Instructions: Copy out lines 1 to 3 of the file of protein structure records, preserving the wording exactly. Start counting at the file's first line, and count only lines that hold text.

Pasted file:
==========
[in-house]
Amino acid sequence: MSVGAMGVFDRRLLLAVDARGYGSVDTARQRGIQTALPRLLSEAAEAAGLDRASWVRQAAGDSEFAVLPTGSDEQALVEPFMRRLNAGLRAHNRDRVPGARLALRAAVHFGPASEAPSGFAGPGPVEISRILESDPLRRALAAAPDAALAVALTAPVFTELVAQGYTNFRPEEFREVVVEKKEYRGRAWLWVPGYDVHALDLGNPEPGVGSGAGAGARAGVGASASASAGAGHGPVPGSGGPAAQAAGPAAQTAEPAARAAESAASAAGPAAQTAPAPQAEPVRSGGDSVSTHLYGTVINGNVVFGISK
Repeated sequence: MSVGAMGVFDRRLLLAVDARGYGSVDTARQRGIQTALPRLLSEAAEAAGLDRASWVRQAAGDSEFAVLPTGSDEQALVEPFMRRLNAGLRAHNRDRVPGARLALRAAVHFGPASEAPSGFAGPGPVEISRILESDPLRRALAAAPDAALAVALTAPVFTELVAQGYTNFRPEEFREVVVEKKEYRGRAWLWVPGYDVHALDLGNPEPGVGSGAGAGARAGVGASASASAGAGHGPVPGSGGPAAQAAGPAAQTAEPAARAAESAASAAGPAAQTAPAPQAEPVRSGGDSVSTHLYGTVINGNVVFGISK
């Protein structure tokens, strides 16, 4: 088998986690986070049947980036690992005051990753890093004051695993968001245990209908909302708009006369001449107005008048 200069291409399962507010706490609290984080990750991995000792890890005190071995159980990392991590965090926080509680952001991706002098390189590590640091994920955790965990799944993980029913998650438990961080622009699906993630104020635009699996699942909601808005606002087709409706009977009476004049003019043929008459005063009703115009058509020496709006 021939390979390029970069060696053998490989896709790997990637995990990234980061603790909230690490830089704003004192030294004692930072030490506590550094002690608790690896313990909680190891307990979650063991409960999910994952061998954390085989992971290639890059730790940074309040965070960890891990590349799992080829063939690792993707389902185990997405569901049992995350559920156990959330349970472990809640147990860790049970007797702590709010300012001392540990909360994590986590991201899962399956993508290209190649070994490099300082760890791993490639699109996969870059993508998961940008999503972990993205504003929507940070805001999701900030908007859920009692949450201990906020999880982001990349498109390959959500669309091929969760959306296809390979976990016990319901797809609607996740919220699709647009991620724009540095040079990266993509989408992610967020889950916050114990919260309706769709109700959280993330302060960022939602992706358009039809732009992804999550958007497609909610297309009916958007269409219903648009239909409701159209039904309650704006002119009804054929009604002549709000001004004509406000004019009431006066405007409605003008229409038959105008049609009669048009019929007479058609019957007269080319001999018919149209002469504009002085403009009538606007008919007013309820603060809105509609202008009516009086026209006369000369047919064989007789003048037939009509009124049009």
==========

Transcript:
[in-house]
Amino acid sequence: MSVGAMGVFDRRLLLAVDARGYGSVDTARQRGIQTALPRLLSEAAEAAGLDRASWVRQAAGDSEFAVLPTGSDEQALVEPFMRRLNAGLRAHNRDRVPGARLALRAAVHFGPASEAPSGFAGPGPVEISRILESDPLRRALAAAPDAALAVALTAPVFTELVAQGYTNFRPEEFREVVVEKKEYRGRAWLWVPGYDVHALDLGNPEPGVGSGAGAGARAGVGASASASAGAGHGPVPGSGGPAAQAAGPAAQTAEPAARAAESAASAAGPAAQTAPAPQAEPVRSGGDSVSTHLYGTVINGNVVFGISK
Repeated sequence: MSVGAMGVFDRRLLLAVDARGYGSVDTARQRGIQTALPRLLSEAAEAAGLDRASWVRQAAGDSEFAVLPTGSDEQALVEPFMRRLNAGLRAHNRDRVPGARLALRAAVHFGPASEAPSGFAGPGPVEISRILESDPLRRALAAAPDAALAVALTAPVFTELVAQGYTNFRPEEFREVVVEKKEYRGRAWLWVPGYDVHALDLGNPEPGVGSGAGAGARAGVGASASASAGAGHGPVPGSGGPAAQAAGPAAQTAEPAARAAESAASAAGPAAQTAPAPQAEPVRSGGDSVSTHLYGTVINGNVVFGISK